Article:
Zambian debt at Paris summit, a new global financial pact
Risk of over-indebtedness and default in Zambia
The Covid-19 crisis revealed once again the fragility of public finances in emerging and developing countries, triggering an explosion of public debt. Rising public debt has led to an increased risk of over-indebtedness and, in the long run, default, as in the case of Zambia.
This was already predicted by the United Nations in its review of the Economic Commission for Africa. External debt restructuring could significantly reduce the indebtedness of most heavily indebted African countries, as it tends to constitute a large percentage of sovereign debt (IMF, 2021a; World Bank, 2021).
The Covid-19 pandemic, the war in Ukraine and their negative consequences have reduced the fiscal and budgetary space of many countries. This has affected their ability to finance people’s access to basic social services.
Paris summit proposes solutions
At the G20 summit and at the end of a COP27 with mixed results, this summit, announced by President Macron, is in line with the Bridgetown initiative. It aims to propose solutions to financial issues that go beyond the climate issue, including access to healthcare and the fight against poverty.
The summit had four main objectives, including:
- restoring fiscal space for countries facing short-term difficulties, particularly the most indebted ones;
- promote private sector development in low-income countries;
- encouraging investment in ‘green’ infrastructure for the ecological transition of countries;
- mobilise innovative financing for countries vulnerable to climate change.
The agreement, which should serve as a model for other African countries, comes at the end of negotiations between the West and China, Zambia’s main creditor.
An agreement on restructuring Zambia’s debt was presented in Paris on Thursday 22 June
Receiving heads of state over dinner at the Elysée Palace, French President Emmanuel Macron announced that a compromise had been reached following negotiations under the supervision of the Paris Club, an informal group of public creditors.
In 2020, Zambia became the first country on the African continent since the beginning of the Covid-19 pandemic to default on its external debt. The country has sought help to restructure its debt through a G20 mechanism co-chaired by Paris and Beijing, but so far it has not produced convincing results.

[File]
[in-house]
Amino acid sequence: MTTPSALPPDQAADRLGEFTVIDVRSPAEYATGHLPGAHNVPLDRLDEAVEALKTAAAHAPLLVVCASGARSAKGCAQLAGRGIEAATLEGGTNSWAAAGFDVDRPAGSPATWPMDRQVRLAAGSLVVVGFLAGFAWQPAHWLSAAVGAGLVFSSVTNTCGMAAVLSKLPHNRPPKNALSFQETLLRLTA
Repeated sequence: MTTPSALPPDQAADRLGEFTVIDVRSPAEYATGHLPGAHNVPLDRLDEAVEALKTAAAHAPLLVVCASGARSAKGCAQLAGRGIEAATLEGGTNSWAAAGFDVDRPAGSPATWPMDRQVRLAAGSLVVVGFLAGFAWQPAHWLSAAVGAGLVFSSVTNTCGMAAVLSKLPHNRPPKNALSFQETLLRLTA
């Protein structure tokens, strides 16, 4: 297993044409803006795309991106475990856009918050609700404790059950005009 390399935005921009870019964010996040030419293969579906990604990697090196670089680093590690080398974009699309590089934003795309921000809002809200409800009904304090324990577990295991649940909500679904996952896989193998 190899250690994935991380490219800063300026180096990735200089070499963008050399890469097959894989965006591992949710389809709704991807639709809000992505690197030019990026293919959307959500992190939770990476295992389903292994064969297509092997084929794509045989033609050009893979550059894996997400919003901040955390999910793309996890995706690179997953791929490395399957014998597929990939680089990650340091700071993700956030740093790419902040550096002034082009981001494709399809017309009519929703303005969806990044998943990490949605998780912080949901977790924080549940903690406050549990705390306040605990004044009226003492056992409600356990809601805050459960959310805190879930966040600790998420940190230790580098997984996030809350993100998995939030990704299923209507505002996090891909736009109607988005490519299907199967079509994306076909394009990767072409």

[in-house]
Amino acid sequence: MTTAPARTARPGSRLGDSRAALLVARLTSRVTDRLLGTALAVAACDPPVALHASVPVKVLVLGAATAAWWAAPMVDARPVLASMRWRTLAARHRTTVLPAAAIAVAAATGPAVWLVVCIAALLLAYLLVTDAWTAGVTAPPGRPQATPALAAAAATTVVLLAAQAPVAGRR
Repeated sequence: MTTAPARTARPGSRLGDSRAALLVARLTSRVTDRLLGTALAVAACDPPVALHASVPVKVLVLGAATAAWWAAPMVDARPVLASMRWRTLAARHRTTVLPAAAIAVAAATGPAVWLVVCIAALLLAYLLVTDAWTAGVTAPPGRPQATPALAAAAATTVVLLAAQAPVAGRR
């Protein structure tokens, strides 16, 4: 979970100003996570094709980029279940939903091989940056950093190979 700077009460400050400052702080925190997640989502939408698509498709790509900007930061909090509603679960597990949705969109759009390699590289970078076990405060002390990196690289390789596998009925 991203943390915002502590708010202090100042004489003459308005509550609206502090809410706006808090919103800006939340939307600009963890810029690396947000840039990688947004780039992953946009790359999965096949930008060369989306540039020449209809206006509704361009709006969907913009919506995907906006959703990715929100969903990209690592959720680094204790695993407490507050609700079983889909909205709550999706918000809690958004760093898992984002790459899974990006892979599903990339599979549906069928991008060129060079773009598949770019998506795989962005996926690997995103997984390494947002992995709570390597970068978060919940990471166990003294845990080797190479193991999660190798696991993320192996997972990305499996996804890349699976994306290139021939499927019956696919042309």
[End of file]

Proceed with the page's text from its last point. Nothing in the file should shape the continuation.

Back in April, UN experts expressed concern about the delay in reaching an agreement on restructuring Zambia’s debt and the negative impact on the lives of the population. At the end of 2021, the southern African country’s external debt amounted to more than 17 billion, a third of which was owed to China. In August 2022, Zambia obtained an extended credit line of USD 1.3 billion for 38 months from the International Monetary Fund (IMF).
During a visit to Paris in May, the Zambian President had the opportunity to meet his French counterpart. A meeting devoted exclusively to economic issues in the run-up to the summit for a new financial pact. Paris pledged to complete the Zambian debt restructuring programme with a view to a new global financial pact. In Zambia, this statement was greeted with great relief, according to the Zambian Minister of External Affairs and International Cooperation, quoted by the Lusaka Times. Businessman Hakainde Hichilema, who came to power in August 2021, had promised economic recovery, the elimination of corruption and the return of investors.
With a population of almost 20 million, Zambia is the world’s second largest producer of copper and defaulted on its debt after the pandemic outbreak. On Thursday 22 June, China, considered the largest creditor of this southern African country, agreed to restructure USD 6.3 billion of Zambian debt.
But what is debt restructuring and how does it work?
Debt restructuring generally takes three forms, whether it involves extending maturities, reducing interest charges or partially cancelling an amount of debt; the different options can be considered simultaneously or separately, and can take place before or after a default. However, restructuring is most effective when implemented before default.
The first option would be to facilitate restructuring through collective action clauses, where the diversity of creditors and the high level of opacity surrounding the actual level of indebtedness of some countries and their commitments to creditors are major obstacles to the implementation of restructuring processes.
The second option would be to implement initiatives, such as those recently undertaken by the G20 and the IMF, to improve the multilateral framework for restructuring in order to ensure greater transparency.
The third option is to encourage countries to demonstrate greater transparency, so that they can benefit from early relief and other forms of aid.
The role of the international financial institutions should therefore be to accompany the restructuring of external debt, ensuring diligence and coordination, to provide adequate technical assistance, and to facilitate the participation of private sector creditors through the timely exchange of information on the ability of countries to repay their debt according to the proposed restructuring agreements.
Restructuring is not a long-term solution to the external debt problem
African countries increasingly face a ‘political-economic imbalance’. This imbalance is generally caused by the desire to promote democracy, which encourages those in power to spend too much and tax too little. This imbalance always leads to chronic over-indebtedness. Until this imbalance is adequately and effectively addressed, debt restructuring is likely to remain a long-term feature of the development process in African countries. Countries must therefore better control the sources of their vulnerability.